Flooding Update for Mainland Scotland From SEPA

David Faichney, SEPA’s Duty Flooding Manager said:

“As expected, parts of the country have experienced extreme rainfall over the last 24 hours or so, with one site near Dundee experiencing more rainfall in three hours last night than what it would normally see in the whole of an average July.

“More heavy rainfall is likely to come this afternoon and into Thursday. While impacts have been felt around the country already, the areas most likely to be worst affected later today are Findhorn, Moray, Nairn and Speyside, Easter Ross and the Great Glen, Wester Ross and parts of Caithness and Sutherland – although other areas could see heavy rainfall too.

“Due to the nature of thundery showers, it’s hard to pinpoint exactly where will be worst hit, but what we do know is that it can happen quickly and can be highly localised.

“It’s important that those out and about, holidaying, engaging in activities near rivers and streams or out hillwalking are aware of the hazards and stay safe. Some rivers and streams can rise to dangerous levels very quickly, so avoid camping near water and be very mindful of conditions if considering activities such as swimming or canoeing. 

“16 regional Flood Alerts and 3 Flood Warnings have been issued, and people living and working in affected areas are advised to plan their journeys and consider the steps they need to take now to be prepared, including keeping flood protection products, like sandbags, in place in high risk areas. You can stay up to date with regional Flood Alerts and local Flood Warnings at sepa.org.uk/floodupdates.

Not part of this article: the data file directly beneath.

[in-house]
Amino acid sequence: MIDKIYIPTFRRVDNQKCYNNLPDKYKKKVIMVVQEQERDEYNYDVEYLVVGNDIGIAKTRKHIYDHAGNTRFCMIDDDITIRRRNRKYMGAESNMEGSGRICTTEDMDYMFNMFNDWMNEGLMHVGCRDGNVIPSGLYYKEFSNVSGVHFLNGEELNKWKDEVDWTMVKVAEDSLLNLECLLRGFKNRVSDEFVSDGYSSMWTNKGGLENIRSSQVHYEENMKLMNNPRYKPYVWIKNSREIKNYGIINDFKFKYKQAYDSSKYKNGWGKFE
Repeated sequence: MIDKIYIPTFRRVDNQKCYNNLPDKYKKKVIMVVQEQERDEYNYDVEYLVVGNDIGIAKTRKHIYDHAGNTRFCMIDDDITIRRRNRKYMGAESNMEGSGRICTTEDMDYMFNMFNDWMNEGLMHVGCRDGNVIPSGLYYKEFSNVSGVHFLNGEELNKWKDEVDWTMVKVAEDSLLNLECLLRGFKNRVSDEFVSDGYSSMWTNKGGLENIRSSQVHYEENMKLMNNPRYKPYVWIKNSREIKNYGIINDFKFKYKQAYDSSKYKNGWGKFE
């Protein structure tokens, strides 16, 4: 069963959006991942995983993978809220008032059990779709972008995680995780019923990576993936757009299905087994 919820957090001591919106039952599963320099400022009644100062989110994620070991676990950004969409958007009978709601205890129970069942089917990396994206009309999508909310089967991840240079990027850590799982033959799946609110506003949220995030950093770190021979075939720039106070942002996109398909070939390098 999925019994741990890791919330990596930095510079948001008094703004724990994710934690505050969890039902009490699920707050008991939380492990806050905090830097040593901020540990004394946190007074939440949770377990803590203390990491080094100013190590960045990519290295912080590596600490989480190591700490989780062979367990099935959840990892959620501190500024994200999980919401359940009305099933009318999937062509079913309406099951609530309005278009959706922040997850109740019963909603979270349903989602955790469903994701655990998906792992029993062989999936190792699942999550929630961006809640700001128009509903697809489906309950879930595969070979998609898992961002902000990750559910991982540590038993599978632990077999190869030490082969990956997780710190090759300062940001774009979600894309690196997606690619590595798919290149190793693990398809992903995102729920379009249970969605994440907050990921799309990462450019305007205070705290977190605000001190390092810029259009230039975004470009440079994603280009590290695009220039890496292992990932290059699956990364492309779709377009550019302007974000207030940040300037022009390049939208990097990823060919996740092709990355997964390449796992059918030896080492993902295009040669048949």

“Extreme weather such as prolonged heavy rain following a period of warm, dry weather, is something we will see more of as our climate changes and these patterns become more common in the future.

“SEPA is working 24/7 to monitor rainfall and river levels and is in close contact with the Met Office and other partners to review the forecasts, which are combined with local expertise from all regions of Scotland to understand and present the flooding risk. We would encourage the public to remain vigilant, especially in isolated, low lying agricultural areas susceptible to flooding. The most up-to-date information is always available on our website.”

person wearing clear plastic raincoat and pair of yellow rainboots
Photo by Valeria Boltneva on Pexels.com

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